The Discreet Pleasures of Rejection|
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"A modern fable . . ."
The Discreet Pleasure of Rejection: A modern fable of the arrested development of an existential soul struggling to ignore hope and success.
In an apartment building full of prostitutes plying their trade lives Virgil, age 31 and weighing 159 pounds. Virgil works at the Svengali advertising agency. On one particular night, he comes home from work and turns on his answering machine. It is Clara. She’s breaking up with him, calling it quits. The trouble is that Virgil doesn’t remember ever dating Clara. He’s been alone for some time. He must be ill.
Though he doesn’t have an appointment, Virgil goes to see his psychiatrist, Dr Zetkin, taking the answering machine. There must be something wrong. He’s losing his mind. Dr. Zetkin assures him that is not the case. If he’s not crazy, then he must be dying. A CAT scan is arranged and in the meantime Virgil calls the phone and electric companies to have these services shut off, giving the excuse that he is dying. He writes a letter canceling his lease stating the same reason: he does not have long to live. The CAT scan is negative. Virgil will live, and he does, spending every night for a week with friends consoling him over being dumped by girl he cannot remember. He can’t tell his friends he doesn’t remember ever dating Clara, but that is the least of his troubles. The real problem is how could he have forgotten her and why can’t he remember.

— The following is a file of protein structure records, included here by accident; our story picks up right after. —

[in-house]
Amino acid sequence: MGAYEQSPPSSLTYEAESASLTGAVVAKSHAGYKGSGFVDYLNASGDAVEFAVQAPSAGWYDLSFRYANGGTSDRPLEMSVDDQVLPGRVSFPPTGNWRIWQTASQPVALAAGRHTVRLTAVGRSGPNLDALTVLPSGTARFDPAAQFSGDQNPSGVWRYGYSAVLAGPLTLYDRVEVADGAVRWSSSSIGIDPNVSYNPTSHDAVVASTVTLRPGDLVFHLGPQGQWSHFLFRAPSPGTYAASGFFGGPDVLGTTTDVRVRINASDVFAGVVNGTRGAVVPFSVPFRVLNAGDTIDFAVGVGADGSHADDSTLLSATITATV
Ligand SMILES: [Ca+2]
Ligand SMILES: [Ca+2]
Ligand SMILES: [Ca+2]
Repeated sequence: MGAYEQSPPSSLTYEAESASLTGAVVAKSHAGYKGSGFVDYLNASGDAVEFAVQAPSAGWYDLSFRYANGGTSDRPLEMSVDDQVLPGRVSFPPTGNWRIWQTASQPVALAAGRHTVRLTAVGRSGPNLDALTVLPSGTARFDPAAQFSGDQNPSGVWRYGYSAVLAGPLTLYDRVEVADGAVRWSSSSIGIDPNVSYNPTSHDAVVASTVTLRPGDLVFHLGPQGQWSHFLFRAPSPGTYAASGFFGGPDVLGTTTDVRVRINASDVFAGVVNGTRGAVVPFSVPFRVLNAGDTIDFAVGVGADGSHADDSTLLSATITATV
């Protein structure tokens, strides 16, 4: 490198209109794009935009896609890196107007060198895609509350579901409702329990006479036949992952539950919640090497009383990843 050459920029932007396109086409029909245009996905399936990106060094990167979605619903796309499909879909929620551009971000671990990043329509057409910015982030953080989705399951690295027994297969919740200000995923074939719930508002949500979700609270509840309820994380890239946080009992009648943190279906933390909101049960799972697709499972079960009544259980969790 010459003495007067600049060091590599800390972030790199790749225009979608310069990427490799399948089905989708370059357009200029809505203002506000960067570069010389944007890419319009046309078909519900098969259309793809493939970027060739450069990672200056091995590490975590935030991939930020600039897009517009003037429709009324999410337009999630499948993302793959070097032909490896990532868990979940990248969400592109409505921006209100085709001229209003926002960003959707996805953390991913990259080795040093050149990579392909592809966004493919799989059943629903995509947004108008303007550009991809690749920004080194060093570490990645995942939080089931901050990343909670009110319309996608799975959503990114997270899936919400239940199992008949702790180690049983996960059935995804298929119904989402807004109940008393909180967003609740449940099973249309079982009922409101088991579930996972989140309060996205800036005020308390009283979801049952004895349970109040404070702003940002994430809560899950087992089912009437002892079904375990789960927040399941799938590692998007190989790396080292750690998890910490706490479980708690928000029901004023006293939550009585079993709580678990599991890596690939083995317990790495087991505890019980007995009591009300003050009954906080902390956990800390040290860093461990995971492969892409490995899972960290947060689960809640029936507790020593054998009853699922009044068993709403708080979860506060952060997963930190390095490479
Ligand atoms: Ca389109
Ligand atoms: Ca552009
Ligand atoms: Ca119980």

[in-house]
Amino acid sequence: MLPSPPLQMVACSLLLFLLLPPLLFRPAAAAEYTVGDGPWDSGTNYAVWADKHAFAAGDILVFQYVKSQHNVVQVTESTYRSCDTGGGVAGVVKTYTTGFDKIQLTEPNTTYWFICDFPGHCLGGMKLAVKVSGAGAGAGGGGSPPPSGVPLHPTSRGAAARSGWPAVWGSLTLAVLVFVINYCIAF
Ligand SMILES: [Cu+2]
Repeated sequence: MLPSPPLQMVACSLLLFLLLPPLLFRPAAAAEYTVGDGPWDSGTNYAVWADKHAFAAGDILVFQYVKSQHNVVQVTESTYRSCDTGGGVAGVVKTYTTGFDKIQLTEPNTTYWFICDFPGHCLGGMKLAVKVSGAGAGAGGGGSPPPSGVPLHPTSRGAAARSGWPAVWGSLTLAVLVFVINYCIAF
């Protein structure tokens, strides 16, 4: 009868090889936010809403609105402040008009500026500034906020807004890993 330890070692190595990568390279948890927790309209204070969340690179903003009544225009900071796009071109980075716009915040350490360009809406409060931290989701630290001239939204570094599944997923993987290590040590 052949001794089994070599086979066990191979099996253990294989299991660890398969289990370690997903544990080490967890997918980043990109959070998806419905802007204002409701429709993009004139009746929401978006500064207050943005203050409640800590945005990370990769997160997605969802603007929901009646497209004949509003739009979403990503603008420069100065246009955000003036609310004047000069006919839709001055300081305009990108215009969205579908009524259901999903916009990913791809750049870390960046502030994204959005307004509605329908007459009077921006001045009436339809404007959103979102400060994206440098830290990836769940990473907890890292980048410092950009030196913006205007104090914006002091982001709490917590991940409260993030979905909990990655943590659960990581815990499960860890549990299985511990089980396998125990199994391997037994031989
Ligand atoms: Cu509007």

In Virgil, author Martin Page creates a slightly neurotic young man whose life is organized and safe. Virgil is a refugee from his twisted youth. His parents—performers in a knife-throwing act—traveled the countryside dependent on the whims of weather and finances. As Virgil enjoys The Discreet Pleasure of Rejection and being the center of attention for a while, Page methodically unravels Virgil’s careful life and the underpinnings of his world, forcing him to take a good, hard look at the reality of his existence.
Wry observations about mundane places like McDonald’s where even the homeless could “take refuge somewhere warm for hours at a time, for a modest sum,” and advertising where “political disputes were like friendly farces in which adversaries clashed without really being against one another” pepper Page’s observations.
The world Page creates is a world of contradictions, a world where an adult can earn an excellent living and remain Peter Pan. Flawless prose, dry wit and keen insight make The Discreet Pleasures of Rejection a pleasure to read. I enjoyed my time with Virgil who is not quite a hypochondriac or a neurotic and yet clings to both to give his life flavor and meaning. Virgil reminded me of a successful bullfighter bravely facing his opponent and turning just in time to avoid being gored by love and marriage.
Reviewer: J. M. Cornwell